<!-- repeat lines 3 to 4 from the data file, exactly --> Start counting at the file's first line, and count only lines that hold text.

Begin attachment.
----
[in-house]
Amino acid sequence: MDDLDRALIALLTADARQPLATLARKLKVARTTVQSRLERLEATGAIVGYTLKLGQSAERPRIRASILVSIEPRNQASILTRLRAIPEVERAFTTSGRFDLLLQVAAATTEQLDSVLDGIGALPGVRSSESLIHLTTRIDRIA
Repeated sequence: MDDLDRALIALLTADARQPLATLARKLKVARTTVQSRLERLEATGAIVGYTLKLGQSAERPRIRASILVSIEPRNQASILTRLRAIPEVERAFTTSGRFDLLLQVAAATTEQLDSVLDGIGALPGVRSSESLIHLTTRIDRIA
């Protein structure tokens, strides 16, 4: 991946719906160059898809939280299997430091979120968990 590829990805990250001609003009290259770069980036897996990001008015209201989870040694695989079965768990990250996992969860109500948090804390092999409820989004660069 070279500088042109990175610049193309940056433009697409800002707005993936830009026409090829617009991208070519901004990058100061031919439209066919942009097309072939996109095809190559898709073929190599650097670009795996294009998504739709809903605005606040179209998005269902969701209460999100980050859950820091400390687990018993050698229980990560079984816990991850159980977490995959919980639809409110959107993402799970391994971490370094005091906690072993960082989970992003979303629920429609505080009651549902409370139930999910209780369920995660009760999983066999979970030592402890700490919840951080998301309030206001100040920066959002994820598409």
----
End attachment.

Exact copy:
Repeated sequence: MDDLDRALIALLTADARQPLATLARKLKVARTTVQSRLERLEATGAIVGYTLKLGQSAERPRIRASILVSIEPRNQASILTRLRAIPEVERAFTTSGRFDLLLQVAAATTEQLDSVLDGIGALPGVRSSESLIHLTTRIDRIA
């Protein structure tokens, strides 16, 4: 991946719906160059898809939280299997430091979120968990 590829990805990250001609003009290259770069980036897996990001008015209201989870040694695989079965768990990250996992969860109500948090804390092999409820989004660069 070279500088042109990175610049193309940056433009697409800002707005993936830009026409090829617009991208070519901004990058100061031919439209066919942009097309072939996109095809190559898709073929190599650097670009795996294009998504739709809903605005606040179209998005269902969701209460999100980050859950820091400390687990018993050698229980990560079984816990991850159980977490995959919980639809409110959107993402799970391994971490370094005091906690072993960082989970992003979303629920429609505080009651549902409370139930999910209780369920995660009760999983066999979970030592402890700490919840951080998301309030206001100040920066959002994820598409």